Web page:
LOCAL CONCERNS: However, while the developments described above provide evidence of the country’s realistic ambitions with regards to renewable energy, its wider benefits for the local economy remain a point of contention. Since the early days of Morocco’s green energy strategy, criticism has surfaced about the marginal involvement of local industries and employment.
Moroccan suppliers have faced difficulties in gaining a foothold due to the projects’ large demands. “With the exception of a few players operating basic tasks in the wind segment, the impact of these projects on the local industrial base has been minimal,” said Ahmed Squalli, president of the l’Association Marocaine des Industries Solaires et Éoliennes (Amisole). The reasons for that are varied, Squalli added, and include the absence of effective training, development in human resources and an enabling regulatory framework.
INCLUSIVE GROWTH: In a bid to encourage local content, Amisole has been advocating contractual clauses for minimum local involvement, a condition that up until recently was undermined by concerns about noncompliance with international trade standards.
Nevertheless, Abdelkader Amara, the head of the Ministry of Energy, Mines Water and Environment ( Ministére de l’Energie, des Mines, de l’Eau et de l’ Environnement, MEM), recently said a number of initiatives are being prioritised to widen the impact on local renewable equipment manufacturers. “We are grasping the opportunity to put Morocco at the forefront of worldwide trends in renewables,” said Amara.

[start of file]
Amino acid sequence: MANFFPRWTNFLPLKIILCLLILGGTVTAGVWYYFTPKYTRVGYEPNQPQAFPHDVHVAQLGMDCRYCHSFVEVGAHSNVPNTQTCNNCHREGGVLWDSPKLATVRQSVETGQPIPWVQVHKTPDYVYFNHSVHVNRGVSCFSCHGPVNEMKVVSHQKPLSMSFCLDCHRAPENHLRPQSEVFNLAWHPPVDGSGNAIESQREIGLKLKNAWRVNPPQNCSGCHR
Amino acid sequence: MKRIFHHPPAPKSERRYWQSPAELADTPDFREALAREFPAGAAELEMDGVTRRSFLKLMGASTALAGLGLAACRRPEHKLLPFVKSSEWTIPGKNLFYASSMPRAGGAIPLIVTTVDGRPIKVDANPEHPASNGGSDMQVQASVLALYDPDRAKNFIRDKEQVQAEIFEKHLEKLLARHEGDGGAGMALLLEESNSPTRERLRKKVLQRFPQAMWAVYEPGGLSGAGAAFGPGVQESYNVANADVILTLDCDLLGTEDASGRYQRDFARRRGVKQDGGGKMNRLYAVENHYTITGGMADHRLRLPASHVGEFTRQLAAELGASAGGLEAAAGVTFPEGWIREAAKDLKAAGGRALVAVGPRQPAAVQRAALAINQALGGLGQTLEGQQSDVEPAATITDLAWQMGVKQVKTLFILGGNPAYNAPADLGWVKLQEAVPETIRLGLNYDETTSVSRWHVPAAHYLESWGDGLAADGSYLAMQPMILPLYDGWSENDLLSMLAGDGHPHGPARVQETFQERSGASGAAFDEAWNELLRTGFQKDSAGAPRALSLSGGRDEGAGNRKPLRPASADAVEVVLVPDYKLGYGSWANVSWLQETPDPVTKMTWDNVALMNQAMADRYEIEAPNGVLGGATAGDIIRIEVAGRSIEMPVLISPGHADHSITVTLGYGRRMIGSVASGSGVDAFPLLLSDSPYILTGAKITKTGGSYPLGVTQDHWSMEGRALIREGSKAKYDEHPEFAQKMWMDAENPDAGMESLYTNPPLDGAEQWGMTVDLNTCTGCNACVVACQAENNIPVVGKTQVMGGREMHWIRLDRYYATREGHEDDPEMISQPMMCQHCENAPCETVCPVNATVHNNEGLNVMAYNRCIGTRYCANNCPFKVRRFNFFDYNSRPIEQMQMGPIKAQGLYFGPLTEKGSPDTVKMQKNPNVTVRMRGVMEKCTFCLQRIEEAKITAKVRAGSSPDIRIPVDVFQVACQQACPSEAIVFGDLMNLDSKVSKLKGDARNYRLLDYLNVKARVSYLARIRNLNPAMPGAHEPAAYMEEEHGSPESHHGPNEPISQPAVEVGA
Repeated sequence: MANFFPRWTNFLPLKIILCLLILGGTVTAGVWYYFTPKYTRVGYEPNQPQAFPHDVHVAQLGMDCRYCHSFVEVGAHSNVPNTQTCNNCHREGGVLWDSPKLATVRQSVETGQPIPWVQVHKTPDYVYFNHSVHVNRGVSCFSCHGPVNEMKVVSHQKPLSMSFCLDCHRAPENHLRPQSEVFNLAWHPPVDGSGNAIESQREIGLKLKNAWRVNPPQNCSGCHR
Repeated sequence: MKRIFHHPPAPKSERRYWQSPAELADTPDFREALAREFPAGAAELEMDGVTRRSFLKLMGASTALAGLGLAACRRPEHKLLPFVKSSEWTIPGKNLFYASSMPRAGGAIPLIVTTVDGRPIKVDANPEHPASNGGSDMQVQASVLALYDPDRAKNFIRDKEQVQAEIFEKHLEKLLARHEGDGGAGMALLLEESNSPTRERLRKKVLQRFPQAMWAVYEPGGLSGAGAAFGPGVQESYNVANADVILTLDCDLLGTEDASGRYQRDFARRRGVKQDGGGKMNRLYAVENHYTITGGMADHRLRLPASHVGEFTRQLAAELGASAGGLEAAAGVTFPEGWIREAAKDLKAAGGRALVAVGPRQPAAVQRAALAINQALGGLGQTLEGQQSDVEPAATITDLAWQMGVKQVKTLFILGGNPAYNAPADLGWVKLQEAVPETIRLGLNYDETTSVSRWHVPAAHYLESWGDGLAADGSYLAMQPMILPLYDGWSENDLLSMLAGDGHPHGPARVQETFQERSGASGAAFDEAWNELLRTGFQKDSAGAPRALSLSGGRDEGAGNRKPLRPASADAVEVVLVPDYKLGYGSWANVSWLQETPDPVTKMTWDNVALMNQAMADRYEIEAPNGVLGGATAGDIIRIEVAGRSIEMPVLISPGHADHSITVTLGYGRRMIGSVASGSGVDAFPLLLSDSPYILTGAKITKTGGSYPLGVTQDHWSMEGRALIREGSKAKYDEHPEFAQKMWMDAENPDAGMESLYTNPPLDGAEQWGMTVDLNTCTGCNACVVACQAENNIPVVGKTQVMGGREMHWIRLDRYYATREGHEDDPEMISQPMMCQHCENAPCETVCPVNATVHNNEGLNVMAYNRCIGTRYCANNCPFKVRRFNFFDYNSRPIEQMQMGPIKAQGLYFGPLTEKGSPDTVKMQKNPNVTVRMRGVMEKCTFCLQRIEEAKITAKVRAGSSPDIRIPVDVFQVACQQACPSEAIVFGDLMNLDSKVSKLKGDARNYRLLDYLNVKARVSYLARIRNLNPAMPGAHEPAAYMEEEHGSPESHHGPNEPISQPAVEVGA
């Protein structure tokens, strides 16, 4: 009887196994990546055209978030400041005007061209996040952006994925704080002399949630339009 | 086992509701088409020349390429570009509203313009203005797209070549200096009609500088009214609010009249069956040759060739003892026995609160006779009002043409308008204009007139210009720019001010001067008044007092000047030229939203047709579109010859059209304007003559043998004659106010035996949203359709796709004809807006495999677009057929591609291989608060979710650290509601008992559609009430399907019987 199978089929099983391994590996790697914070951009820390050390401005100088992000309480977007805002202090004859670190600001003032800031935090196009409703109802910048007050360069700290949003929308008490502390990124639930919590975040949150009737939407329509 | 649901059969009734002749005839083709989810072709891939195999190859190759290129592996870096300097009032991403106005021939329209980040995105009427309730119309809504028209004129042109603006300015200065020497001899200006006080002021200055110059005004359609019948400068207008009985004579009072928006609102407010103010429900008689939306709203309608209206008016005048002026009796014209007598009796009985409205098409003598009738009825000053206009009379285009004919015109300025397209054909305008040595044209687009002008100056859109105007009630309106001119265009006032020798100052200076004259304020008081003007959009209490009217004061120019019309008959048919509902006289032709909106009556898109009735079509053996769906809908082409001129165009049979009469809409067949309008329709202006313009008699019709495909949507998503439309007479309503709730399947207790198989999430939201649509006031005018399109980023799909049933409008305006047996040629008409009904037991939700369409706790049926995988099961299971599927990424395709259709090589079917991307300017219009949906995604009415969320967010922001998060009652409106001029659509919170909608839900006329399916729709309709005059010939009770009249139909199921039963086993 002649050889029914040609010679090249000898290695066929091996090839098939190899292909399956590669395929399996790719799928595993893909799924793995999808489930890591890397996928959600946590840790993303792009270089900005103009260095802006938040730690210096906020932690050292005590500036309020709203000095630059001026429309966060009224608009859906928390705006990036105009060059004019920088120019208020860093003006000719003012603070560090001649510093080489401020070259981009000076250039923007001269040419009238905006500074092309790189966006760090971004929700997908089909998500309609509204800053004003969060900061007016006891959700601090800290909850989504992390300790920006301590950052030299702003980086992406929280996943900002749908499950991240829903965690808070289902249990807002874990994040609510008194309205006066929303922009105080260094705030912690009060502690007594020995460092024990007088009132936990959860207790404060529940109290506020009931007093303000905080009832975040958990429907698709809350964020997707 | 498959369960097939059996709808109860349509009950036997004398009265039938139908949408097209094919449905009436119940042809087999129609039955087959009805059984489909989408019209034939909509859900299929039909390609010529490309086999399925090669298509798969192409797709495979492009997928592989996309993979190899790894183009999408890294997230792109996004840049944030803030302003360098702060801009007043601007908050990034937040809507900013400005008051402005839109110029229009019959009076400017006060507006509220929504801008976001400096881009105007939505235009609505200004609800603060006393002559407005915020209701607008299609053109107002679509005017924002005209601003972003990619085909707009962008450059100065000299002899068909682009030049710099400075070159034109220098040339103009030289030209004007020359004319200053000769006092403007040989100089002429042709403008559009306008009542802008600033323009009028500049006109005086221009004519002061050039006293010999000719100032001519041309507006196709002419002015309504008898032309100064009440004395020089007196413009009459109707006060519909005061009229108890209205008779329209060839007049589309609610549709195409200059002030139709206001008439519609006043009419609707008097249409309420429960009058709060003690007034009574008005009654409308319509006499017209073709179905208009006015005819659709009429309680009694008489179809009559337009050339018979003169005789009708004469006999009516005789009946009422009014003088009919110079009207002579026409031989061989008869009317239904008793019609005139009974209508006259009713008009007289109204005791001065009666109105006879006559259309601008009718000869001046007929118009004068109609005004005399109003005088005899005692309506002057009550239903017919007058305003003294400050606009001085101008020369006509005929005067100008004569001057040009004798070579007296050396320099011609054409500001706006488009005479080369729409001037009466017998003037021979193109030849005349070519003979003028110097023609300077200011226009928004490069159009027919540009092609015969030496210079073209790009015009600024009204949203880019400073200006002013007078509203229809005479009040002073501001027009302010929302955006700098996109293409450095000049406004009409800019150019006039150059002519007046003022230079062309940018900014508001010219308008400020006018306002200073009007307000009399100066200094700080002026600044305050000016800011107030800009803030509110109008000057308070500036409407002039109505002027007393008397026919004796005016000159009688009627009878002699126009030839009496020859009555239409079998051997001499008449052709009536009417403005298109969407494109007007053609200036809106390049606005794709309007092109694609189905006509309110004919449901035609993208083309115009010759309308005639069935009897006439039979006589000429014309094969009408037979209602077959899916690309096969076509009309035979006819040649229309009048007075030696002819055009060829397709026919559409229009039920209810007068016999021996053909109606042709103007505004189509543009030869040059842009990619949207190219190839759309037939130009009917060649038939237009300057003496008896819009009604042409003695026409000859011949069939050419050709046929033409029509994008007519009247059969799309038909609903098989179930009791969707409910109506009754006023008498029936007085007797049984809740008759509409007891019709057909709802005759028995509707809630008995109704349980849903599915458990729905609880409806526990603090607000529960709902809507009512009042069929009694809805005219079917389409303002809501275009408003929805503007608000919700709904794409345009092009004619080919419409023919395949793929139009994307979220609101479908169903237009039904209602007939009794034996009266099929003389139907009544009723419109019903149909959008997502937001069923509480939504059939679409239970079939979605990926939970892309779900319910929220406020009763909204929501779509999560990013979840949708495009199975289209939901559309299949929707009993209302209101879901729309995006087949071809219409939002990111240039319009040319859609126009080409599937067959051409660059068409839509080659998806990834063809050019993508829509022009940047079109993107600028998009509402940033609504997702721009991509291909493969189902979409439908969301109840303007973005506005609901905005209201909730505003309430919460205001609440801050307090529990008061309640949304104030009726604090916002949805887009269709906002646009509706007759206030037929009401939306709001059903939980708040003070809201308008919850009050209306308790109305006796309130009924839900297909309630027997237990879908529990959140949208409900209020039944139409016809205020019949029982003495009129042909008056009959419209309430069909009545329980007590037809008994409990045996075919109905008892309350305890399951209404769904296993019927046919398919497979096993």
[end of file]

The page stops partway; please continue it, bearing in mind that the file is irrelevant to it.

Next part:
Among the various segments of the value chain where local operators can plan an active role is the production of solar cells. If the MEM remains committed to liberalising low-voltage power generation, demand for photovoltaic systems is expected to increase substantially. In fact, according MEM estimates, close to 1500 MW of today’s installed capacity of just under 7000 MW could be served by solar panels. Similar developments are shaping up in upcoming wind projects. The tenders for the 850-MW PEI project were announced in February 2014, including criteria for integration of local industries. Following the public bids, Abderrahim El Hafidi, the director of electricity and renewable energy at MEM, told local media that contract sizes would be large enough to justify the construction of dedicated factories to support the production or assembly of key components such as wind turbines and blades.
GENERATING EMPLOYMENT: In the same vein, job creation in traditionally poor areas is set to rise proportionally. According to figures from the National Agency for Promotion of Employment and Skills, an estimated 20,000 direct jobs are expected in the solar segment by 2025, while wind energy is set to create 7500 new positions. Adding the hydropower segment and indirect jobs, the agency foresees the creation of around 50,000 jobs overall.
That number may grow if Morocco manages to carve out a spot in the international renewables market. Over the past few years, Morocco has launched efforts to liberalise the exchange of energy equipment with Europe. While progress has been minimal to date, hopes are high that, along with rising power exchanges, equipment supplies will occupy their own niche. While such goals may be long term, Morocco’s efforts to focus on renewables provide optimism for local industries.